Both approaches have merit. Unfortunately, both also have drawbacks.

And as Patterson points out, the sustainability of going in and retrofitting dated curtainwall at the end of a set life cycle is a questionable practice. “Can we really afford to replace the façade systems of our urban high-rise buildings every 40 or 50 years?” he asks. “There are few options at this point; the die was cast when the façade systems were designed. But it’s worthwhile to consider how the façade systems we are designing and constructing today will adapt to the conditions of an increasingly uncertain future.”

In general, few curtainwall contractors are considering the building skin’s full life cycle

“Façade design practices typically do not anticipate and accommodate the need for a future retrofit,” Patterson suggests. “As a result, completely removing the entire façade system and replacing it with a new one is often the only viable option. This same problem holds with our current façade design practices as well. It is very possible that we continue to build problems for future generations of building owners and façade contractors.” 

More manufacturers agree new products, from anchors to frame, are being adapted for simpler retrofits. But those solutions are still generally few and far between. Explaining the full benefits of a glass upgrade, including the ease of use for future retrofits, could be a way to help ensure glass gets on the drawing board as a means for significantly improving a building owner’s bottom line.

“I think the glass industry has been underselling itself,” Olgyay says. “There’s been a huge focus on the aesthetics of glass, but glass is a critical element in the building envelope and to show that it has multiple benefits is really something that hasn’t been advertised by the industry.”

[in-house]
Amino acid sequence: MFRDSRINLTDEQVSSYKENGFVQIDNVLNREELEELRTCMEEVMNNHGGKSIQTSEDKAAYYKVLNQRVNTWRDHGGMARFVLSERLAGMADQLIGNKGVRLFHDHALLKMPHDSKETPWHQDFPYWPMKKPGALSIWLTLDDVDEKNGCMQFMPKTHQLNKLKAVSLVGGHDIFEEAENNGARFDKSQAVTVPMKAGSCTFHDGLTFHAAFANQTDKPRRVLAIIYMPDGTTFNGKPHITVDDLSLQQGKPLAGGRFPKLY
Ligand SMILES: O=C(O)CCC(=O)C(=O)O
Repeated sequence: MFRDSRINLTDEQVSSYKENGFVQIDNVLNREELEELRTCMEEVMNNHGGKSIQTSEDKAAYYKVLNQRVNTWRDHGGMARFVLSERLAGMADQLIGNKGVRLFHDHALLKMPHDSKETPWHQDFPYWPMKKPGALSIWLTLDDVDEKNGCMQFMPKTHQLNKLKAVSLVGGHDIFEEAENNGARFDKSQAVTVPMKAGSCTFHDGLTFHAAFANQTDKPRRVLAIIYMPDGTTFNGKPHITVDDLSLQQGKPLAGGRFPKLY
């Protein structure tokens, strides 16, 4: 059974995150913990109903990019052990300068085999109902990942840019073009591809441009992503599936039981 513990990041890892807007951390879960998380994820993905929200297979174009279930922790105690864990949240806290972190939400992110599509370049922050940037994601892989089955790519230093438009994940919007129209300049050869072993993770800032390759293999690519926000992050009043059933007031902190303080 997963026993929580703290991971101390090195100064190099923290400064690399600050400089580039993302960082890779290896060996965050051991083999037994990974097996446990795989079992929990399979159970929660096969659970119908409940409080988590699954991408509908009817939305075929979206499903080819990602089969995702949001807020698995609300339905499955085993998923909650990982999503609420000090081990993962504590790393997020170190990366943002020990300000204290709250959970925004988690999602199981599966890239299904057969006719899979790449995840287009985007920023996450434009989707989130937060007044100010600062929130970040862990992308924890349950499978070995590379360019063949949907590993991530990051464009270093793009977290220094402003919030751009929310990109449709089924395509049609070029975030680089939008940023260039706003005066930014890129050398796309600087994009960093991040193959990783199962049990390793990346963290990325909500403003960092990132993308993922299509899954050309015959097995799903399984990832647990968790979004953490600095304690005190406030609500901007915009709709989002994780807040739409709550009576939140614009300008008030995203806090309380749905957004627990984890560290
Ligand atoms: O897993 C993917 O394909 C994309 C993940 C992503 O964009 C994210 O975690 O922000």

Glass companies and glazing contractors need to continue to sell the full story, encouraging architects to look beyond the product as a simple piece to be installed in a larger puzzle.

“For example, you’ve heard the stories in hospitals about people healing more quickly when they have a view out their window,” Olgyay says. “Well, that’s a great benefit to the insurance industry and the insurance industry should be encouraging that. Similarly, the window industry should be espousing those non-energy cost benefits of windows: comfort, satisfaction, employee turnover, all of those things that then allow them to get to this higher performance. It’s a little bit of a harder story to tell.”

But this multi-angled approach should prove valuable to companies seeking to expand their market share by offering retrofit services.

Jones points out that these energy efficiency upgrades “translate into cost savings, increased property values and satisfied owners and tenants.” That’s the message to be spread, and there are plenty of places to spread it.

“According to the Department of Energy’s Building Performance Database, in 2011 53 percent of the commercial buildings in the United States still had single-pane glass,” Champlin says. “That’s where the market is.”

 

USG